BALD EAGLE BANDING OPEN TO THE PUBLIC
COLUMBUS, OH – Bald eagle young will be banded at 9:00 a.m. June 5th at the Big Island Wildlife Area in Marion County, according to the Ohio Department of Natural Resources (ODNR) Division of Wildlife. This event will be open to the public and offers the opportunity to see our national symbol up close.
A climbing team will set up at the nest tree, dubbed the Elgin Nest, at 9:00 a.m. They will then climb to the nest and retrieve the eaglet(s). While on the ground the eaglet(s) will be given a brief health examination and fitted with metal leg bands that will be used to identify the eagle in the future. Once the banding is complete the eaglet(s) will be returned safely to the nest.
Anyone attending should be advised that a short walk will be necessary to reach the event area so appropriate footwear is recommended as well as sunscreen and insect repellent. This event is also weather dependant; heavy rain, high winds or lightning would be cause for postponement.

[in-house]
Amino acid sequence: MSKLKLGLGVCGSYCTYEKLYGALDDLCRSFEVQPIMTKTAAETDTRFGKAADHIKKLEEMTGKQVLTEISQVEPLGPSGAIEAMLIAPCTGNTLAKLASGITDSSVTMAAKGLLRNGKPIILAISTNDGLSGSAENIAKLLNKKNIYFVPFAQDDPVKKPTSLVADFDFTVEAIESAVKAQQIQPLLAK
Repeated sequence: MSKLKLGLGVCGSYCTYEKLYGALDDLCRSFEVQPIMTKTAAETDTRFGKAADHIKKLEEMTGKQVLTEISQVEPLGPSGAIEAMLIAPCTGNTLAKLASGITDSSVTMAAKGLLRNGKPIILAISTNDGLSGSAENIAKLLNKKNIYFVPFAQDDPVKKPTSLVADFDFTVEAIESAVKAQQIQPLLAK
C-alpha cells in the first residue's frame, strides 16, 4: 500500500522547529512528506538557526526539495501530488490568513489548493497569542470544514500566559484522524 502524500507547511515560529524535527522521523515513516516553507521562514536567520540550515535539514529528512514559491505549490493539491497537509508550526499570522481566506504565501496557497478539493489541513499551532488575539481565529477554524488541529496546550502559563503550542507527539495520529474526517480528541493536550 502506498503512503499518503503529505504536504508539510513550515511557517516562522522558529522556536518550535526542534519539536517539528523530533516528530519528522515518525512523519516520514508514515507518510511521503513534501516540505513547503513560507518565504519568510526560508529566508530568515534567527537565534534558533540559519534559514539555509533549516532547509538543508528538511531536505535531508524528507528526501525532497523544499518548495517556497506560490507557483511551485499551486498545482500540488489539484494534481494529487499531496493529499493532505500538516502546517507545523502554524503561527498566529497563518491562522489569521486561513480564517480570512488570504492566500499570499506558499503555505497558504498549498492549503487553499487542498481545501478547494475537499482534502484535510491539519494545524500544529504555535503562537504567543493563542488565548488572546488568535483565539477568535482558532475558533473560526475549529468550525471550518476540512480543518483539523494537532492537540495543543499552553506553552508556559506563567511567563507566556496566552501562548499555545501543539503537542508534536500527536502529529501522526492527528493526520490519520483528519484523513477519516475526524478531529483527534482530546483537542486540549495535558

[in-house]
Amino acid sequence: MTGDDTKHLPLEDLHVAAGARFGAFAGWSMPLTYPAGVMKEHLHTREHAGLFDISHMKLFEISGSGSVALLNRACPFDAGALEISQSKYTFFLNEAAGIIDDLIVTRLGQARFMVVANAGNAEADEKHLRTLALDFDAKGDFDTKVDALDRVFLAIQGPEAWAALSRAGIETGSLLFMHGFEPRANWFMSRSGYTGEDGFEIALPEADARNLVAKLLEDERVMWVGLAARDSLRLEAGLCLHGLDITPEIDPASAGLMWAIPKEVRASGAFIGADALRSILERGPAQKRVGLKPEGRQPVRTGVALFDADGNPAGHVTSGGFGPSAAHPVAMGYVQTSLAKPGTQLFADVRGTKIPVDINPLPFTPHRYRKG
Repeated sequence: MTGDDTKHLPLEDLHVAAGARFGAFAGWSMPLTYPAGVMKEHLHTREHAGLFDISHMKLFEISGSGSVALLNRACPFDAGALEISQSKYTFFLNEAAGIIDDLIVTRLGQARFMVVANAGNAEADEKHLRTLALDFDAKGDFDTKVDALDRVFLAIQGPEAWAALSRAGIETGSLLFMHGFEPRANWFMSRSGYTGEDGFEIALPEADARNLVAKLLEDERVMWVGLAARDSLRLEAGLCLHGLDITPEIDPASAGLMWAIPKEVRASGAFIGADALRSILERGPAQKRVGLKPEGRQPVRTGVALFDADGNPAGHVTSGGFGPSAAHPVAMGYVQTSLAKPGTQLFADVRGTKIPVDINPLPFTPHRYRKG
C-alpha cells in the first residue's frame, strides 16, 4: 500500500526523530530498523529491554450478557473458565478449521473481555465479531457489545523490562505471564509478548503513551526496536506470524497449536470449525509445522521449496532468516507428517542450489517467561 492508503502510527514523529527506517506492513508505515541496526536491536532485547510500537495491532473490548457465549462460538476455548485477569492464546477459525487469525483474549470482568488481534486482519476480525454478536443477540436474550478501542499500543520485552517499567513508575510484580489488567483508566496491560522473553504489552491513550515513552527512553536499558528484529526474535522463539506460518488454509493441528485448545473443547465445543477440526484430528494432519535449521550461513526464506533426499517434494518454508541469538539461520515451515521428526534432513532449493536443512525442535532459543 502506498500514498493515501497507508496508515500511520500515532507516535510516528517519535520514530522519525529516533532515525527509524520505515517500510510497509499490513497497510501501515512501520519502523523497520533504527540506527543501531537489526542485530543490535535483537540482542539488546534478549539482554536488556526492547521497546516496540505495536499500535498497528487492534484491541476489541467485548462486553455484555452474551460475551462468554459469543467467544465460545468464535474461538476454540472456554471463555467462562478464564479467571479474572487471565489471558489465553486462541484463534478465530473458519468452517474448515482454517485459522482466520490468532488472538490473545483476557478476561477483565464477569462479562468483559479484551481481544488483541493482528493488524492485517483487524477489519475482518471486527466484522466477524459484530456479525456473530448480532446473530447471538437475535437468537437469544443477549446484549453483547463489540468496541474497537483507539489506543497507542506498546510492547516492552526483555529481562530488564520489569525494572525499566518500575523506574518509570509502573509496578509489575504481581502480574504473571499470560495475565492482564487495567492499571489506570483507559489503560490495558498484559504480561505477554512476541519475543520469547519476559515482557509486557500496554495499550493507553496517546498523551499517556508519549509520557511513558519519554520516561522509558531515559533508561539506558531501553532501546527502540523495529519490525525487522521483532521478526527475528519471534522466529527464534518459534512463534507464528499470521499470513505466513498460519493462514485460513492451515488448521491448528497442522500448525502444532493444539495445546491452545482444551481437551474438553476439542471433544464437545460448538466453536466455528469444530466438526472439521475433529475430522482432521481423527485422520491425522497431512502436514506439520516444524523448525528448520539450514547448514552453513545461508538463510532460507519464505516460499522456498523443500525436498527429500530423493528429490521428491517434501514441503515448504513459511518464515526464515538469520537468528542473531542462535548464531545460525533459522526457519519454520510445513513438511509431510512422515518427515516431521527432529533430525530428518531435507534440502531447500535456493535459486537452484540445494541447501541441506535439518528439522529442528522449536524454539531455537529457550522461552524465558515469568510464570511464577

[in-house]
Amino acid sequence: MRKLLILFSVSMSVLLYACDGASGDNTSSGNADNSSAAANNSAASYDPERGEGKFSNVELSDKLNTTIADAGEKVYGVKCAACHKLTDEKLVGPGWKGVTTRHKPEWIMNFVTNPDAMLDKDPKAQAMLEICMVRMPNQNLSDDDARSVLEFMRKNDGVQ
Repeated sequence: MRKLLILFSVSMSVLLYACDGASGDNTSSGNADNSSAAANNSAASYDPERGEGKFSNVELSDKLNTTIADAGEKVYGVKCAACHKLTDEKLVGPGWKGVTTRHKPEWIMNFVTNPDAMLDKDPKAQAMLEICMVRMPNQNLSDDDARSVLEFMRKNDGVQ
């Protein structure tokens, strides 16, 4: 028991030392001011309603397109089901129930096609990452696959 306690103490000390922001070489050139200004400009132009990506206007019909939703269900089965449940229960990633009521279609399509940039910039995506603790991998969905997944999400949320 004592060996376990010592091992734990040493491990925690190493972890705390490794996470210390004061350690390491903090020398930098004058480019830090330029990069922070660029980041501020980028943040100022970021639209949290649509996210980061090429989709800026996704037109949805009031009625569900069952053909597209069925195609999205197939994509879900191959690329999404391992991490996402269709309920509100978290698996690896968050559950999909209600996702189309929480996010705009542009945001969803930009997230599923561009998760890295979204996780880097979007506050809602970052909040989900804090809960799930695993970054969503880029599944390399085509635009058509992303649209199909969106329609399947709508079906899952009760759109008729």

Bald eagles are a state endangered species, but will be downlisted to threatened on July 1, 2008. In 1979 there were only 4 nesting pairs in the state. Through restoration efforts by the Division of Wildlife there are now at least 186 nests in the state.
“The Elgin Nest provides a great banding opportunity for the second year in a row,” said Dan Huss, district manager for the Division of Wildlife. “We hope many people are able to take advantage of this added opportunity to get an even closer look at an eagle and help celebrate their upgraded status in Ohio.”
The Big Island Wildlife Area is located five miles west of Marion on State Route 95. To reach the banding site, take State Route 95 five miles heading west from Marion. Turn left (south) on State Route 203 and right (west) on LaRue-Prospect Road. The banding site is approximately one mile west of Elgin High School on LaRue-Prospect Road. Parking will be available in numerous lots along LaRue-Prospect Road. Look for Division of Wildlife staff.
Ohio’s Bald Eagle Management Program is funded by donations to the Endangered Species and Wildlife Diversity Fund. Individuals can contribute by checking the ODNR Division of Wildlife’s line on their Ohio State Income Tax Form and by purchasing a Wildlife Conservation license plate featuring the cardinal or bald eagle.